We let our feet soak for a couple of seconds in the cool, shallow pool of water. We step onto the sticky plastic mats, doing our best to ignore the clinking sounds of metal plates being tossed into the wash buckets in the busy community kitchen. We cross the elaborate archway, and stand on the hard marble floor. Our eyes are fixed on our prize: the Golden Temple.
For Sikhs, the Amritsar temple is the equivalent of the Christian’s Rome and the Muslim’s Mecca. Devotees from around the world come to bask in its welcoming glow. For me, this special place marks my official finish line for our walk in India.
Our arrival brings of rush of happiness that is quickly overshadowed by the demolishing impact South Asia has had on us for 6.5 months.
My appreciation for everything we have endured these last few months lasts about two seconds. “Wow! We made it to here. Hello again, sweet Golden Temple,” my satisfied heart quietly tells my head. I send a small thank you to my feet and body. I replay a short reel of vivid memories from our 2013 visit to this incredible spot, and merge them with what my eyes see now .
April 13 is Vaisakhi, the Sikh new year, and is a spring harvest festival for both Sikhs and Hindus. We celebrated our small victory with thousands of others s sitting around the Golden Temple’s water tank.
My spoken words, however, steal my sense of accomplishment.
“I’m done here. You’ll finish soon. And, then let’s get the fuck out of here,” I say to Lluís, overwhelmed by the thousands of people strolling around the large sacred pool in the lead-up to the important Sikh holiday in mid-April. My voice is drowned out by the holy Punjabi words blasting on the loudspeakers.
India, like Bangladesh, has filled me and destroyed me at the same time.
Along the way, people have surprised us with their outpouring of kindness and generosity. They have fed us, sheltered us, helped us when we most needed it and, like in other places, completely humbled us. Talking to locals individually has grounded us, enriched our lives, strengthened our resolve to keep walking, and deepened our connection to this fascinating, incomprehensible country.
We have rested our eyes on beautiful fields of golden wheat and brightly colored temples. We have inhaled the smell of cardamom and ginger tea cooking on wood fires, and savored the sweet liquid passing our lips. We have felt the love of strangers and warmth of their smiles.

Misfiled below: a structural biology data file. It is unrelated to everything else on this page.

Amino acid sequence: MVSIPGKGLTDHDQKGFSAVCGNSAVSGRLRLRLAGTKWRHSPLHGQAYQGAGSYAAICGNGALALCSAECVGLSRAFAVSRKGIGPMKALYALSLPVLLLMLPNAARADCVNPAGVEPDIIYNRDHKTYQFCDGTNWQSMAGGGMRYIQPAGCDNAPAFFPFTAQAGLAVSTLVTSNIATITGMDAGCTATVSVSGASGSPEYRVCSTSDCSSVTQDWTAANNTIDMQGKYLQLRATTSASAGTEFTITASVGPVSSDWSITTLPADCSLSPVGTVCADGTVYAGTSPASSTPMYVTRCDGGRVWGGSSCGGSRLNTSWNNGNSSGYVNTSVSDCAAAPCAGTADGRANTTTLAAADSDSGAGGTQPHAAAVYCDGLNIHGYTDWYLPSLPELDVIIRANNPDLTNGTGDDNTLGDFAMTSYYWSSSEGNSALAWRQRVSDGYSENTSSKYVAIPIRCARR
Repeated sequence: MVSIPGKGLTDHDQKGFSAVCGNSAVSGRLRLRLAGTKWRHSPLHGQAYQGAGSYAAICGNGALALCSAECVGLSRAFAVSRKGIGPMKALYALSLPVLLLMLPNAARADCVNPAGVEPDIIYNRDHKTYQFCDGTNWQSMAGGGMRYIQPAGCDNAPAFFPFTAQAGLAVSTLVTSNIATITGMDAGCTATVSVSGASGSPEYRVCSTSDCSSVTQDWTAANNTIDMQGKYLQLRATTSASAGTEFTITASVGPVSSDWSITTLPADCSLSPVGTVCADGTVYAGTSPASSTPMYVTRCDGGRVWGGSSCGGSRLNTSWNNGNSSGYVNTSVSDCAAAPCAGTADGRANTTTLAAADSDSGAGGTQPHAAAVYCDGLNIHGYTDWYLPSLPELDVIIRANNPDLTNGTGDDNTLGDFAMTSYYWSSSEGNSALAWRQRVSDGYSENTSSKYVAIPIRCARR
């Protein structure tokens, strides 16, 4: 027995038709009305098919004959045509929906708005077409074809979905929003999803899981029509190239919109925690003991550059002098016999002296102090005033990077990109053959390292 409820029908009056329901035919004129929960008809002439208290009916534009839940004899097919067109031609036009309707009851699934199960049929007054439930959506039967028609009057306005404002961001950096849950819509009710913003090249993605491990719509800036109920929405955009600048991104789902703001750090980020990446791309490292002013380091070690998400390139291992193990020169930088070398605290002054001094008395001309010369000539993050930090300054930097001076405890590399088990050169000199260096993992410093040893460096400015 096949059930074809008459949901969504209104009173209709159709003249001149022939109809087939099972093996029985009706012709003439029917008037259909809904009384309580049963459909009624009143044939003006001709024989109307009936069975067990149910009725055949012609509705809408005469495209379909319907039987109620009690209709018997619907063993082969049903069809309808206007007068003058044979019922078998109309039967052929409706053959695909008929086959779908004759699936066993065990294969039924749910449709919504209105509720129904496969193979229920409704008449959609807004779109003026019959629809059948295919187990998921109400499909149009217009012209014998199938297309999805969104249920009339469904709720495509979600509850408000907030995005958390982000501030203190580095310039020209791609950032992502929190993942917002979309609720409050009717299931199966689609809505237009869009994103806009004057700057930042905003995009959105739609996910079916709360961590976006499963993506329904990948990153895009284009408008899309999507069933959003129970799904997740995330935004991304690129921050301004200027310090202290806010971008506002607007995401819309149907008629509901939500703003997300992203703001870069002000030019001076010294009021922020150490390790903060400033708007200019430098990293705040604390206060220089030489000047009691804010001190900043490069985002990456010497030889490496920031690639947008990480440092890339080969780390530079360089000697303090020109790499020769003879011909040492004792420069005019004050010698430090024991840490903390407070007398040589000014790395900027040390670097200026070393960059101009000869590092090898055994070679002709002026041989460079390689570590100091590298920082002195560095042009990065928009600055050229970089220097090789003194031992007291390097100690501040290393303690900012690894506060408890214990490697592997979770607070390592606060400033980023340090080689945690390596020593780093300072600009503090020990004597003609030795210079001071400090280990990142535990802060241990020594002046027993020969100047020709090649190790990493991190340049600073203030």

But, the constant noise and the horn honking hurting our ears on busy roads, the filth we step over every time we pass through towns and cities, and the sheer mass of more than 1.2 billion people tipping the Earth on its axis have crumbled me. Psychologically, India is on my last nerve.
I’m haunted by a never-ending string of beep- beep-beep beeps. I can no longer watch the maniacal drivers cutting everyone off, nor control the invented flash-images of potential accidents I expect to happen all around me. I want to choke the city touts asking over and over, “Auto rickshaw, ma’am? Need a hotel…I have a cheap room. Ma’am come look at my shoes. Sari for you? I have nice pashminas.” I’m unable to tolerate the unnecessary shoving and pushing and inability to queue to get anything done. I’m disgusted by how people throw their cookie wrappers, broken flip flops, ripped digestive pan and chewing tobacco packets and tiny plastic tea cups wherever they happen to be standing. I’m done scooting around piles of cow poop. I don’t want to hear one more Bollywood song, eat one more plate of dal lentils, or take one more selfie with people who don’t even say hello. Day-to-day life here is exhausting.
Despite my best meditative efforts and the many rewarding personal experiences we have had with so many people, it’s still so hard for me to not be judgmental. I just can’t accept the normal that defines this part of the world. Our many wonderful face-to-face encounters leave us pondering a question we can’t answer: How can they be so nice to us on a one-by-one basis, and be so completely uncivilized and horrible to each other when they collectively gather on roads, in public spaces and around anything resembling an urban hub?
As we sit in the Golden Temple’s shadow and celebrate the fleeting moments of our walking successes, we know it’s not enough to keep us here.
It’s time for us to go.
This has been a very long stretch.
Lluís walked about 2,500 kilometers in India; I have done about 1,600. He walked solo 550 kilometers during the two weeks I was meditating in Bangalore and another 350 the week I stayed in Rishikesh as part of my post-surgery recovery. He also did the 30 kilometers between Amritsar and the border town Attari. He likes closing as many gaps as possible on our planned route; I prefer to end countries in places that have historical or cultural importance instead of walking to borders we can’t cross.
The border between India and Pakistan is one such border.
We cannot get a Pakistan tourist visa in India. The embassy in Delhi is issuing only business, diplomatic and official visas. We must return to our country of residency to possibly be granted a tourist visa, we were told by embassy officials.